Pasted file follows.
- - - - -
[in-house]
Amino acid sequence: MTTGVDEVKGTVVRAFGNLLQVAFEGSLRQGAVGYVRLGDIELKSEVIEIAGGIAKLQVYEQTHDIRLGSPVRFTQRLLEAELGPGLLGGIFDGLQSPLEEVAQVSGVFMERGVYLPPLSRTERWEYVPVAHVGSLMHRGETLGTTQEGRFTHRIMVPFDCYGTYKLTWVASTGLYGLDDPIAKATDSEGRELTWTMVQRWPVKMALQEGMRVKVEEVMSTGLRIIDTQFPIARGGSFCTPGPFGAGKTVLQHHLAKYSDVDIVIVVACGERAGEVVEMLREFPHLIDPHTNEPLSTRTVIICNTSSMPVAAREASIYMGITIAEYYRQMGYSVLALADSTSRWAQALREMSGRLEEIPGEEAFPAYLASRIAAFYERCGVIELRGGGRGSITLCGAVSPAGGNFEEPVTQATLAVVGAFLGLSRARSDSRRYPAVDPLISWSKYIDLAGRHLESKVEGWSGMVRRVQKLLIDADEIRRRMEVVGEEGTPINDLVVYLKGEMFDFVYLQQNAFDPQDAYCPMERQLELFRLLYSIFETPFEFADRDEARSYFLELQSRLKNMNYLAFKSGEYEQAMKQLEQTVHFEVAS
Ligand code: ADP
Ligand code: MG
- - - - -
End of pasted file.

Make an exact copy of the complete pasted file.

[in-house]
Amino acid sequence: MTTGVDEVKGTVVRAFGNLLQVAFEGSLRQGAVGYVRLGDIELKSEVIEIAGGIAKLQVYEQTHDIRLGSPVRFTQRLLEAELGPGLLGGIFDGLQSPLEEVAQVSGVFMERGVYLPPLSRTERWEYVPVAHVGSLMHRGETLGTTQEGRFTHRIMVPFDCYGTYKLTWVASTGLYGLDDPIAKATDSEGRELTWTMVQRWPVKMALQEGMRVKVEEVMSTGLRIIDTQFPIARGGSFCTPGPFGAGKTVLQHHLAKYSDVDIVIVVACGERAGEVVEMLREFPHLIDPHTNEPLSTRTVIICNTSSMPVAAREASIYMGITIAEYYRQMGYSVLALADSTSRWAQALREMSGRLEEIPGEEAFPAYLASRIAAFYERCGVIELRGGGRGSITLCGAVSPAGGNFEEPVTQATLAVVGAFLGLSRARSDSRRYPAVDPLISWSKYIDLAGRHLESKVEGWSGMVRRVQKLLIDADEIRRRMEVVGEEGTPINDLVVYLKGEMFDFVYLQQNAFDPQDAYCPMERQLELFRLLYSIFETPFEFADRDEARSYFLELQSRLKNMNYLAFKSGEYEQAMKQLEQTVHFEVAS
Ligand code: ADP
Ligand code: MG